Motor cortex electrical stimulation promotes axon outgrowth to brain stem and spinal targets that control the forelimb impaired by unilateral corticospinal injury

Authors

  • Jason B. Carmel,

    Corresponding author
    1. Burke-Cornell Medical Research Institute, White Plains, NY, 10605, USA
    2. Department of Physiology, Pharmacology and Neuroscience, City College of the City University of New York, New York, NY, USA
    • Departments of Neurology & Neuroscience and Pediatrics, Weill Cornell Medical College, New York, NY, 10021, USA
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  • Hiroki Kimura,

    1. Department of Physiology, Pharmacology and Neuroscience, City College of the City University of New York, New York, NY, USA
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  • Lauren J. Berrol,

    1. Department of Physiology, Pharmacology and Neuroscience, City College of the City University of New York, New York, NY, USA
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  • John H. Martin

    Corresponding author
    1. Department of Physiology, Pharmacology and Neuroscience, City College of the City University of New York, New York, NY, USA
    2. Departments of Neuroscience, Neurological Surgery, and Psychiatry, Columbia University, New York, NY, USA
    3. N.Y.S. Psychiatric Institute, New York, NY, USA
    • Departments of Neurology & Neuroscience and Pediatrics, Weill Cornell Medical College, New York, NY, 10021, USA
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Correspondence: Dr J. B. Carmel, 2Burke-Cornell Medical Research Institute as above.

E-mail: jbc7001@med.cornell.edu

Dr J. H. Martin, 3Department of Physiology as above.

E-mail: jmartin@ccny.cuny.edu

Abstract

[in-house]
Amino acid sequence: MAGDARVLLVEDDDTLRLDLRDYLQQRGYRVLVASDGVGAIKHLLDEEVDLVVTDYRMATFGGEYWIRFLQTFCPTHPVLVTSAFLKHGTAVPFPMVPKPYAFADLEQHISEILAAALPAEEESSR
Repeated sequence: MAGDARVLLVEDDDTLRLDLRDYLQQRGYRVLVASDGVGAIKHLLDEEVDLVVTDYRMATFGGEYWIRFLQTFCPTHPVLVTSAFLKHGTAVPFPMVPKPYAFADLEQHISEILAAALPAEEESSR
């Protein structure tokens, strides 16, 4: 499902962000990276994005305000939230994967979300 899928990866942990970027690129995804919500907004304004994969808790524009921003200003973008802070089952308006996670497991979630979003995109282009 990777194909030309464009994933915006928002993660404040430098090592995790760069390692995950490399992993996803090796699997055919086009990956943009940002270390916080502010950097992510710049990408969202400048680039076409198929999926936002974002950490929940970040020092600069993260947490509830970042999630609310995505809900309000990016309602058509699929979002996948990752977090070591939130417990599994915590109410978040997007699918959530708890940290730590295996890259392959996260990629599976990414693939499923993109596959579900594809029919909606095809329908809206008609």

We previously showed that electrical stimulation of motor cortex (M1) after unilateral pyramidotomy in the rat increased corticospinal tract (CST) axon length, strengthened spinal connections, and restored forelimb function. Here, we tested: (i) if M1 stimulation only increases spinal axon length or if it also promotes connections to brain stem forelimb control centers, especially magnocellular red nucleus; and (ii) if stimulation-induced increase in axon length depends on whether pyramidotomy denervated the structure. After unilateral pyramidotomy, we electrically stimulated the forelimb area of intact M1, to activate the intact CST and other corticofugal pathways, for 10 days. We anterogradely labeled stimulated M1 and measured axon length using stereology. Stimulation increased axon length in both the spinal cord and magnocellular red nucleus, even though the spinal cord is denervated by pyramidotomy and the red nucleus is not. Stimulation also promoted outgrowth in the cuneate and parvocellular red nuclei. In the spinal cord, electrical stimulation caused increased axon length ipsilateral, but not contralateral, to stimulation. Thus, stimulation promoted outgrowth preferentially to the sparsely corticospinal-innervated and impaired side. Outgrowth resulted in greater axon density in the ipsilateral dorsal horn and intermediate zone, resembling the contralateral termination pattern. Importantly, as in spinal cord, increase in axon length in brain stem also was preferentially directed towards areas less densely innervated by the stimulated system. Thus, M1 electrical stimulation promotes increases in corticofugal axon length to multiple M1 targets. We propose the axon length change was driven by competition into an adaptive pattern resembling lost connections.

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